Set in 47 AD, the story centers on a young Cornovii princess—Caerwin—who watches from the rocky battlements of her tribe’s hillfort as Rome’s legions approach. Devastation ensues as the Roman phalanx crushes Briton’s valiant warriors. Captured and held in Roman camp, she faces Legate Marcellus Antistius who makes it clear she will submit to his demands. In spite of her resistance, he forces her pleasure. She begs to die.Caught between his increasing infatuation with this Briton princess and the demands of his military command, Marcellus must come to terms with his past.A fiery novel of domination and submission, this historical romance follows Caerwin as she refuses to come to terms with her new reality: life as she knew it is over. Forever. In its place stands a man she can never love.
Caerwin and the Roman Dog is a unique and enjoyable tale. Ashworth is a great storyteller and I very much enjoyed her writing. I have always been fascinated by the Romans and jumped at the chance to read this story.
I love stories that include actual historical details and extensive research. It makes the story both more authentic and more enjoyable because the situations the characters face are believable, if not accurate for the time period. Combine the facts with bits of fiction and it usually makes for a fascinating story. I very much enjoyed the addition of Latin throughout the novel. Including that took the story to a new level. I did not look at the glossary until the end, so I was confused like Caerwin in the beginning and had to learn what the words meant through explanation or context. That helped me connect with her character. I loved the addition of the glossary of terms and author's note at the end.
Because the story deals with darker topics such as rape, slavery and war, and can be dark at times, I was surprised at how much I liked this story. Those hard topics are never glossed over. The story is gritty and raw and that is what made it so much different than any other book I have read. I enjoy the honesty of the story, even when the characters are faced with bad circumstances.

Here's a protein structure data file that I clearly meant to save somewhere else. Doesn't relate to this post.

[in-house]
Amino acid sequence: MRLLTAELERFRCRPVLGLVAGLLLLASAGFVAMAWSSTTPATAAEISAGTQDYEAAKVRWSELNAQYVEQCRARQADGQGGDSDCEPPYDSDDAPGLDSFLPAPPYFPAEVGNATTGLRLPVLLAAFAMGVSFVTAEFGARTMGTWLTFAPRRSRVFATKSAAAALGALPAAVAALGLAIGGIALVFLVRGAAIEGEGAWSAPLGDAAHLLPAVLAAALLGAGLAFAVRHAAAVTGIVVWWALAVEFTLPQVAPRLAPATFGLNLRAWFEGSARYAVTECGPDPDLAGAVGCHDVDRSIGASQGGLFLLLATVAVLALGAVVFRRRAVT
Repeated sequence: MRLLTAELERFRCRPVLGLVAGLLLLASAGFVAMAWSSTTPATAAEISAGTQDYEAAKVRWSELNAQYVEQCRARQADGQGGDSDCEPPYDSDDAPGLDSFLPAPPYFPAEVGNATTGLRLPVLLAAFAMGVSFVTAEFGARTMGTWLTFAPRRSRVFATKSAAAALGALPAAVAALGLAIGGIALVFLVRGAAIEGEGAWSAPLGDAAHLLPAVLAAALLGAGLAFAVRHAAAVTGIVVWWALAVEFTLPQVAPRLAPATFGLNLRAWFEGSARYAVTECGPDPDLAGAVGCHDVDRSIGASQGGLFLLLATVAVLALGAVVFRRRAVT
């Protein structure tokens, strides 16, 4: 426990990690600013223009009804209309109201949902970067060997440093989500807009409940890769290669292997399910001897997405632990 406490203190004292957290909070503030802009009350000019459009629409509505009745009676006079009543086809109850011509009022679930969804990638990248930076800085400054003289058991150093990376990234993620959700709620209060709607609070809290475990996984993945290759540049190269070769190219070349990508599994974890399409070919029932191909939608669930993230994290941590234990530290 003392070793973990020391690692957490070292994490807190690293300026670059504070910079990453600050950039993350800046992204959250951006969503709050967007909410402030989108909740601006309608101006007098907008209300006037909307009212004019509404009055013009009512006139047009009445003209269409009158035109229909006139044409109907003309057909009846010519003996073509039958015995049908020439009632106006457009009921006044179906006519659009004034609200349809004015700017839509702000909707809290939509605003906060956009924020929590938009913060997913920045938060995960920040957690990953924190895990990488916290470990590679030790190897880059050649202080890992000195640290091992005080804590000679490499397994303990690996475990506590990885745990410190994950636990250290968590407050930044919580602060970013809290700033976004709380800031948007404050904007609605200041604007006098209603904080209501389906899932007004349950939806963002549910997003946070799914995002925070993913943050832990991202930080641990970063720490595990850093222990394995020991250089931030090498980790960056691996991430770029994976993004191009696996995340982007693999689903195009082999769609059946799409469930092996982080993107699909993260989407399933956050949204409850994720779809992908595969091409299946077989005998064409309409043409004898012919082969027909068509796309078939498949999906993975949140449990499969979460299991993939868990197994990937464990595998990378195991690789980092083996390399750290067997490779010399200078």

The relationship dynamics between the two main characters was very interesting to watch play out. Caerwin is feisty, yet submissive. You can't help but feel for her through all the hell she is put through. Marcellus is captivating. It's no wonder that Caerwin began to fall for him, even as his slave. I was not sure at how I would feel about him as a character at the beginning of the novel, but as he softened toward Caerwin, I softened toward him. I found the idea of a Roman officer slowly falling in love with his captive very romantic.
There are some erotic elements in the story. Though I am not normally a fan of that sort of thing, I think it worked well in this book. It helps to define their relationship through the story- first they are joined in lust, and then with love. The erotic elements are perfectly balanced with other aspects of the book. It is rich with history, battle scenes and a great deal of character development.
I am so glad there will be a second book, so I can spend more time with these characters and time period. After the cliff hanger at the end of this novel I am anxiously awaiting to see what happens between Caerwin and Marcellus after they are reunited. Though the romance only happened toward the end of the novel, I think their story has the potential of becoming a truly beautiful love story.